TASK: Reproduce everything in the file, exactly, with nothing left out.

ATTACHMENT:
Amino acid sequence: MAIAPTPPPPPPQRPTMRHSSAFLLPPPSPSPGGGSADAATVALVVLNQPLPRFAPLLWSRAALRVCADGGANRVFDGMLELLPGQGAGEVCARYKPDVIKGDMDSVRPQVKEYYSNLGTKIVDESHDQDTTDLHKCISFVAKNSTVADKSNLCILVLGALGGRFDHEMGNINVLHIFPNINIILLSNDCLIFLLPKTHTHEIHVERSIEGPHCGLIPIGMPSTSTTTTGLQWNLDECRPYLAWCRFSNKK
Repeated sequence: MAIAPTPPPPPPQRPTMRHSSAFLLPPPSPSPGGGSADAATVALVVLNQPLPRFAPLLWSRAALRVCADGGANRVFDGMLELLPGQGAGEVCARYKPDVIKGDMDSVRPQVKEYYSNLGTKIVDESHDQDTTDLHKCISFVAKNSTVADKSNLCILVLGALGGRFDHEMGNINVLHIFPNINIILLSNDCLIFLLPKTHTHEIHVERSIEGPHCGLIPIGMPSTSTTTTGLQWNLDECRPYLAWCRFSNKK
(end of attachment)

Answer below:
Amino acid sequence: MAIAPTPPPPPPQRPTMRHSSAFLLPPPSPSPGGGSADAATVALVVLNQPLPRFAPLLWSRAALRVCADGGANRVFDGMLELLPGQGAGEVCARYKPDVIKGDMDSVRPQVKEYYSNLGTKIVDESHDQDTTDLHKCISFVAKNSTVADKSNLCILVLGALGGRFDHEMGNINVLHIFPNINIILLSNDCLIFLLPKTHTHEIHVERSIEGPHCGLIPIGMPSTSTTTTGLQWNLDECRPYLAWCRFSNKK
Repeated sequence: MAIAPTPPPPPPQRPTMRHSSAFLLPPPSPSPGGGSADAATVALVVLNQPLPRFAPLLWSRAALRVCADGGANRVFDGMLELLPGQGAGEVCARYKPDVIKGDMDSVRPQVKEYYSNLGTKIVDESHDQDTTDLHKCISFVAKNSTVADKSNLCILVLGALGGRFDHEMGNINVLHIFPNINIILLSNDCLIFLLPKTHTHEIHVERSIEGPHCGLIPIGMPSTSTTTTGLQWNLDECRPYLAWCRFSNKK